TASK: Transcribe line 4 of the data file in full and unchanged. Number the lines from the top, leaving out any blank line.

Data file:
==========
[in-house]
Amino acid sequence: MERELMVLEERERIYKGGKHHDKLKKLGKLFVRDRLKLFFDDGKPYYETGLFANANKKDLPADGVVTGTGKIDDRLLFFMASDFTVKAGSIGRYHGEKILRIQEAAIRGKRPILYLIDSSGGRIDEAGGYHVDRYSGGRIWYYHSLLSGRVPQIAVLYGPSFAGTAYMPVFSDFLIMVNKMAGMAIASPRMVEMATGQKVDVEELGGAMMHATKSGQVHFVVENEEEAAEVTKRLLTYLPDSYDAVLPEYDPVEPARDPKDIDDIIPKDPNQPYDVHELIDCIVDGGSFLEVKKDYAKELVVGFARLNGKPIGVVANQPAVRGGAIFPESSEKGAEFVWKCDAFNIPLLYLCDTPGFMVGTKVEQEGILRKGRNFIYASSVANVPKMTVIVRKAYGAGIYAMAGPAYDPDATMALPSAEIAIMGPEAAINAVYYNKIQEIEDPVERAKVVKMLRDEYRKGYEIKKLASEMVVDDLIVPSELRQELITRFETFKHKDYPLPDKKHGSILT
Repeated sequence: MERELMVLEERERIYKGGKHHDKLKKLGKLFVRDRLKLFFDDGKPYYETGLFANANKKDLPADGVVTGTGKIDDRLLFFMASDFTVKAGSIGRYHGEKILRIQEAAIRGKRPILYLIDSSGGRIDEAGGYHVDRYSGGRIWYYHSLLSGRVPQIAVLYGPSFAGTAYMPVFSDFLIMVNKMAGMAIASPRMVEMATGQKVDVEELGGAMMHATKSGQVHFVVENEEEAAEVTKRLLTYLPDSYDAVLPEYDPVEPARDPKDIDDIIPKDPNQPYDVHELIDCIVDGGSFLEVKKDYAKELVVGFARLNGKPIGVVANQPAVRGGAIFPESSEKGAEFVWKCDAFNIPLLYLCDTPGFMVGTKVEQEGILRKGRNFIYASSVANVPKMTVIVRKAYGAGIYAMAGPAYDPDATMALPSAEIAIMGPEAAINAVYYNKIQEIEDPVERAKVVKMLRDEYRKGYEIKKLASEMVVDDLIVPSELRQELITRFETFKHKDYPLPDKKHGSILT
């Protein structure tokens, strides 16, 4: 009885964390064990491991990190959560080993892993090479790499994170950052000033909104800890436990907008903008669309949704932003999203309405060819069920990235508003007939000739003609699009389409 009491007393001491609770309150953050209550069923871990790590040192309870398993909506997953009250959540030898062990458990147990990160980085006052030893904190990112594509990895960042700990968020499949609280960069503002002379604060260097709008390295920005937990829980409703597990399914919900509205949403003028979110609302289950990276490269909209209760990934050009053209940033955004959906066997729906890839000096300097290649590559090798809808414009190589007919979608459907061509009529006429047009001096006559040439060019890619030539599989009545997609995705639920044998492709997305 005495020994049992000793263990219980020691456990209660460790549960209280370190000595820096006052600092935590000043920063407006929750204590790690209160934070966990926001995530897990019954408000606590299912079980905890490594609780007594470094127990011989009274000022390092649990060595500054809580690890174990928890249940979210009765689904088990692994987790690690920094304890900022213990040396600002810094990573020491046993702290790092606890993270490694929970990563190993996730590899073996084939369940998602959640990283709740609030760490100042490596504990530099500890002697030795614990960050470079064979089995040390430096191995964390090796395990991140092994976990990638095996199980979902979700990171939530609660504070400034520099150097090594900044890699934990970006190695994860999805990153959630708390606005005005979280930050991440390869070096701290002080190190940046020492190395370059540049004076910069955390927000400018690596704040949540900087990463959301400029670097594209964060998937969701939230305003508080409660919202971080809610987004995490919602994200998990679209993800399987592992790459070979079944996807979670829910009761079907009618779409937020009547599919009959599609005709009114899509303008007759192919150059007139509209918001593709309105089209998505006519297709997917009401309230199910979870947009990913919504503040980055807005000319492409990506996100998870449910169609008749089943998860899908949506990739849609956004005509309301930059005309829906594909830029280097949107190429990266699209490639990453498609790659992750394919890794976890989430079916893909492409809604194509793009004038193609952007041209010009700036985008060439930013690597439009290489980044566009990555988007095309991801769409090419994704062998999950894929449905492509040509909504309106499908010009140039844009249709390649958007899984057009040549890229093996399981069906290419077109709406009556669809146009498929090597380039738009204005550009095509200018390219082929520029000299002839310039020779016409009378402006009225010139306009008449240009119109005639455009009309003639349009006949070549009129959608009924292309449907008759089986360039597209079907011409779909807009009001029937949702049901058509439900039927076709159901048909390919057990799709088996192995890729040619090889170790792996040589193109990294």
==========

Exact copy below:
């Protein structure tokens, strides 16, 4: 009885964390064990491991990190959560080993892993090479790499994170950052000033909104800890436990907008903008669309949704932003999203309405060819069920990235508003007939000739003609699009389409 009491007393001491609770309150953050209550069923871990790590040192309870398993909506997953009250959540030898062990458990147990990160980085006052030893904190990112594509990895960042700990968020499949609280960069503002002379604060260097709008390295920005937990829980409703597990399914919900509205949403003028979110609302289950990276490269909209209760990934050009053209940033955004959906066997729906890839000096300097290649590559090798809808414009190589007919979608459907061509009529006429047009001096006559040439060019890619030539599989009545997609995705639920044998492709997305 005495020994049992000793263990219980020691456990209660460790549960209280370190000595820096006052600092935590000043920063407006929750204590790690209160934070966990926001995530897990019954408000606590299912079980905890490594609780007594470094127990011989009274000022390092649990060595500054809580690890174990928890249940979210009765689904088990692994987790690690920094304890900022213990040396600002810094990573020491046993702290790092606890993270490694929970990563190993996730590899073996084939369940998602959640990283709740609030760490100042490596504990530099500890002697030795614990960050470079064979089995040390430096191995964390090796395990991140092994976990990638095996199980979902979700990171939530609660504070400034520099150097090594900044890699934990970006190695994860999805990153959630708390606005005005979280930050991440390869070096701290002080190190940046020492190395370059540049004076910069955390927000400018690596704040949540900087990463959301400029670097594209964060998937969701939230305003508080409660919202971080809610987004995490919602994200998990679209993800399987592992790459070979079944996807979670829910009761079907009618779409937020009547599919009959599609005709009114899509303008007759192919150059007139509209918001593709309105089209998505006519297709997917009401309230199910979870947009990913919504503040980055807005000319492409990506996100998870449910169609008749089943998860899908949506990739849609956004005509309301930059005309829906594909830029280097949107190429990266699209490639990453498609790659992750394919890794976890989430079916893909492409809604194509793009004038193609952007041209010009700036985008060439930013690597439009290489980044566009990555988007095309991801769409090419994704062998999950894929449905492509040509909504309106499908010009140039844009249709390649958007899984057009040549890229093996399981069906290419077109709406009556669809146009498929090597380039738009204005550009095509200018390219082929520029000299002839310039020779016409009378402006009225010139306009008449240009119109005639455009009309003639349009006949070549009129959608009924292309449907008759089986360039597209079907011409779909807009009001029937949702049901058509439900039927076709159901048909390919057990799709088996192995890729040619090889170790792996040589193109990294």